I first knit a viking hat when one of our twins was in the hospital recovering from bowel surgery. He (and his brother) had been a 27-weeker and was ten months old at the time of that particular surgery. He became really sick afterwards, and his lungs started to fail. My husband and I left our three other kids with their grandparents and spent the weekend at the hospital with Xander.
Sitting in the pediatric ICU is a funny experience. The doctors and nurses are constantly moving, discussing, monitoring, and adjusting. The parents are, well, spectators. Xander was unconscious, so sitting at his bedside was like sitting beside a very cute lamp. You can look at it, but there isn’t really much interaction. So, to pass the time and to feel like I was doing something, I talked my hubby into a trip to *gasp!* Wal-Mart to get some yarn and needles. (I have since learned to love non-acrylic yarn, especially super-wash merino. At the time, I thought washable, cost-effective yarn only came in the plastic variety.)
This is the “mighty warrior” hat I came up with. I ended up knitting three of them during his stay in the hospital: one for him, one for a baby beside him, and one as a special request for a nurse’s son. Then I made three more when I got home for each of our other sons.
You might be glad to know that Xander’s lungs recovered, and his bowels are all better now, too. But I’ll be the first to admit that his stay in the PICU was a big learning experience and definitely difficult. The doctors tell us that he almost died that time around. I could tell by their faces that they were pretty concerned. But never have I been so certain that God is for us, not against us. Even in the midst of suffering and uncertainty — especially in the midst of such things — He is a source of comfort and peace. And He is powerful.
I knew that at some point, everybody dies, whether we like it or not. I didn’t really know if it was Xander’s time to die or not. I hoped and prayed it wasn’t, and I feel like God reassured me that at this time, it wasn’t. But I was never 100% certain until the day Xander’s lungs started to clear. In the meantime, I chose to keep trusting God, no matter what, and He became my source of strength and peace in the midst of fear and heartache. And, on the same night that my pastor prayed for him at his bedside and my church called an emergency prayer meeting, Xander’s lungs started to clear. They had been in a self-perpetuating cycle of stress, inflammation, more stress, more inflammation, and so on, until that night, when I believe that God stopped the cycle (since the doctors couldn’t do it) and started to make him well again. He recovered steadily from that night on.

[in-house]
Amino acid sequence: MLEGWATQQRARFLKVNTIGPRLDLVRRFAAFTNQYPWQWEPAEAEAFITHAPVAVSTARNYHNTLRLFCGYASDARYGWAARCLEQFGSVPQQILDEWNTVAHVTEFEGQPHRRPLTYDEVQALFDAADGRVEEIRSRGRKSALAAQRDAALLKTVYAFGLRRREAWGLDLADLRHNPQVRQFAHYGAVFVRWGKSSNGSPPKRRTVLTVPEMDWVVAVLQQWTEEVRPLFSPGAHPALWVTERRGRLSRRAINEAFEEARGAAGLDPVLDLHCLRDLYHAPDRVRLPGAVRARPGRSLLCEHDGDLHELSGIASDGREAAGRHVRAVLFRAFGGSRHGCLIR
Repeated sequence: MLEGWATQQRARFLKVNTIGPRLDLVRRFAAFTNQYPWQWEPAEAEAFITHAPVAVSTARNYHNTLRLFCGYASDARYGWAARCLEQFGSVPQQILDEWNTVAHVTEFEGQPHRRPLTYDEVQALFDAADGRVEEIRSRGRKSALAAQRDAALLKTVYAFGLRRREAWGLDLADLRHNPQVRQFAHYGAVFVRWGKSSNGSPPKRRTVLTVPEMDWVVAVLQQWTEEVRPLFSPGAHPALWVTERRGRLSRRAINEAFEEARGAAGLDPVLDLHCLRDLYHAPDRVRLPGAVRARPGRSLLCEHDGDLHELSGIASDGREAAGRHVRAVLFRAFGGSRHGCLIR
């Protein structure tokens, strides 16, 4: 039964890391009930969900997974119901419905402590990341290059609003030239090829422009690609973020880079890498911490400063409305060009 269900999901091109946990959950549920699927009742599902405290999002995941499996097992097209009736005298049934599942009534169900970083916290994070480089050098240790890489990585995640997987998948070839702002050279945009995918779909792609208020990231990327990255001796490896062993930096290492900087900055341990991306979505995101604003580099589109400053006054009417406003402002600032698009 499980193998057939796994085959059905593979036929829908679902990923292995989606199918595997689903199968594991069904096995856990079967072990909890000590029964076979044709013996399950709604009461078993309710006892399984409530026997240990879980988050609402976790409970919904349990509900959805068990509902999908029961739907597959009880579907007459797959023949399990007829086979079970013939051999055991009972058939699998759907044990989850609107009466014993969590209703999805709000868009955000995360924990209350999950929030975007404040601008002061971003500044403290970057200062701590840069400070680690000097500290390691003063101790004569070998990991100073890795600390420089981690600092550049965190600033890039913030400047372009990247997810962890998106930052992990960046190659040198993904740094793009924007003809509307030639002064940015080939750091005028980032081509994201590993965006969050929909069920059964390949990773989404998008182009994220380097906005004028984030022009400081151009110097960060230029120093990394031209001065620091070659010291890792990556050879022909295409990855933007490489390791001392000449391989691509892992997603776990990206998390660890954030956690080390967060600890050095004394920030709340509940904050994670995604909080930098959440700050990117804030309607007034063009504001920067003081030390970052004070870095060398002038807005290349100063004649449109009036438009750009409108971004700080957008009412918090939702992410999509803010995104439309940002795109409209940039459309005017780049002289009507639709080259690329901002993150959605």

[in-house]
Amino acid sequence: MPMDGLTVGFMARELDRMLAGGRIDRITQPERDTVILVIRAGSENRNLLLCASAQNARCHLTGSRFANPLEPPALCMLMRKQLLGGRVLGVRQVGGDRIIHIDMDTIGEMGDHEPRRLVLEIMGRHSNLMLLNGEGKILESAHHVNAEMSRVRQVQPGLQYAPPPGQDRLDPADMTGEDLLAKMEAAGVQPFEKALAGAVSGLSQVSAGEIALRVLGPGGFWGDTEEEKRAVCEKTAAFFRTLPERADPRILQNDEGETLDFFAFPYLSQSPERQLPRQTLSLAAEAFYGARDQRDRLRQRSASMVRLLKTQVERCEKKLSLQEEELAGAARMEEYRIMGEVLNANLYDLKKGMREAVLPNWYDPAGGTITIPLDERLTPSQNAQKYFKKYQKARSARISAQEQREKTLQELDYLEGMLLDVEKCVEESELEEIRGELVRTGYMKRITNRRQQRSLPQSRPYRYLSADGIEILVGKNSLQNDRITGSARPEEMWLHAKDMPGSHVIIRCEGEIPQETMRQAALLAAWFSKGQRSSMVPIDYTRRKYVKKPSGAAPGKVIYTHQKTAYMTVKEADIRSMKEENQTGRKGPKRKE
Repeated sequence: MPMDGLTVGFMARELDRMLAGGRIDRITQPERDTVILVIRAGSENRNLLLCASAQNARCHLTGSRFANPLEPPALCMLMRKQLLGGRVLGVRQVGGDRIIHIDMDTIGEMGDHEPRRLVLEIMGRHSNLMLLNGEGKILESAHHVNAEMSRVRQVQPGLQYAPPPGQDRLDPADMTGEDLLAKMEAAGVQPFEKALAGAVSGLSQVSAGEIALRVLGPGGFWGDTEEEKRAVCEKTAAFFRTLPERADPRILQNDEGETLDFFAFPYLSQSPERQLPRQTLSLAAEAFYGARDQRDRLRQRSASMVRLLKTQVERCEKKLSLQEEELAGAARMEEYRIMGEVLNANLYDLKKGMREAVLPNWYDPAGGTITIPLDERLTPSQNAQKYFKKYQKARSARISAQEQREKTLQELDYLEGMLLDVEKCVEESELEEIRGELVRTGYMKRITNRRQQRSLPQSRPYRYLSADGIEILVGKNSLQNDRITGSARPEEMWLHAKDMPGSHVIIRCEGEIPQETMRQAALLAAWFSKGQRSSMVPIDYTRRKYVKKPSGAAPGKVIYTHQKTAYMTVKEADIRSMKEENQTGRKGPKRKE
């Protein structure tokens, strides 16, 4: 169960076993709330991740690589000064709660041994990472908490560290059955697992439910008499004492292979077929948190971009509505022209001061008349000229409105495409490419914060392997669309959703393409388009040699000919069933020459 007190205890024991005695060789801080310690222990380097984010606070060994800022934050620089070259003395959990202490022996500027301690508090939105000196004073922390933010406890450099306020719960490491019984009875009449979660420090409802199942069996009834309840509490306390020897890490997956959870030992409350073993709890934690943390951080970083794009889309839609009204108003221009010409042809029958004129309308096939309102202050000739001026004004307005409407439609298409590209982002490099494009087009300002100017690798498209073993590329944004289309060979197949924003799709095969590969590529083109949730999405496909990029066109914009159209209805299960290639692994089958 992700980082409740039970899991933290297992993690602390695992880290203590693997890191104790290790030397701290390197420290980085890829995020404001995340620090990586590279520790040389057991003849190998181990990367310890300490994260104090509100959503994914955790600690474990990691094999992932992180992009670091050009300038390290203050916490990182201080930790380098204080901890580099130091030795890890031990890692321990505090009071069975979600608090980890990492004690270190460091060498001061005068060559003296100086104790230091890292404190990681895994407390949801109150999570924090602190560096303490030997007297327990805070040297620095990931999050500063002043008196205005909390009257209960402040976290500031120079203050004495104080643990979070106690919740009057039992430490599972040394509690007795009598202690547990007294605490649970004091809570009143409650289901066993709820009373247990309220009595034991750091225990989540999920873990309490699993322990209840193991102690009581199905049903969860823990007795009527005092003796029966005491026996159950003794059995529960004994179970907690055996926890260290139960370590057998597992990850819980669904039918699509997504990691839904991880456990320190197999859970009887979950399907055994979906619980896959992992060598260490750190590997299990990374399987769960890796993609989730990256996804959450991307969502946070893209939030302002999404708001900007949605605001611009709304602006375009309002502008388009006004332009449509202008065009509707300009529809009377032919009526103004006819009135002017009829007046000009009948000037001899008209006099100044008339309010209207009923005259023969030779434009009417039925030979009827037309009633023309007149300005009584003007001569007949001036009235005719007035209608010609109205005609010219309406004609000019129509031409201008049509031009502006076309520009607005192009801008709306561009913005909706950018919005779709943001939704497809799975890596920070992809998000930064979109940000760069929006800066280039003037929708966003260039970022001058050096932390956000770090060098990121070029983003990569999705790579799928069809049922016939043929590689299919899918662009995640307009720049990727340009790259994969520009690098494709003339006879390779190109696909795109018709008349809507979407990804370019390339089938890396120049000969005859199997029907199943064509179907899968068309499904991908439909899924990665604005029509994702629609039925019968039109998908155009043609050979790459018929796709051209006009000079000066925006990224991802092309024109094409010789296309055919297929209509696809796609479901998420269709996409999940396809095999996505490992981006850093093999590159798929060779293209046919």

It’s funny, really. We shouldn’t be surprised at such things, since the New Testament is full of healings and even contains the promise that Jesus’ followers will be able to ask God for healing and He will answer. But we doubt. We have so many rationales for why there’s another reason behind such coincidences. But a friend of mine and I have a favourite saying when it looks like things fall into place too well: “Coincidence? I think not.”
I’ll be posting the pattern for Xander’s viking hat eventually, when I have time to sit down and write it out. In the meantime, the pattern for the Viking Preemie Hat is available as a Ravelry download for $3. It involves knitting in the round and just a tiny bit of sewing to attach the horns to the hat. I hope you like it!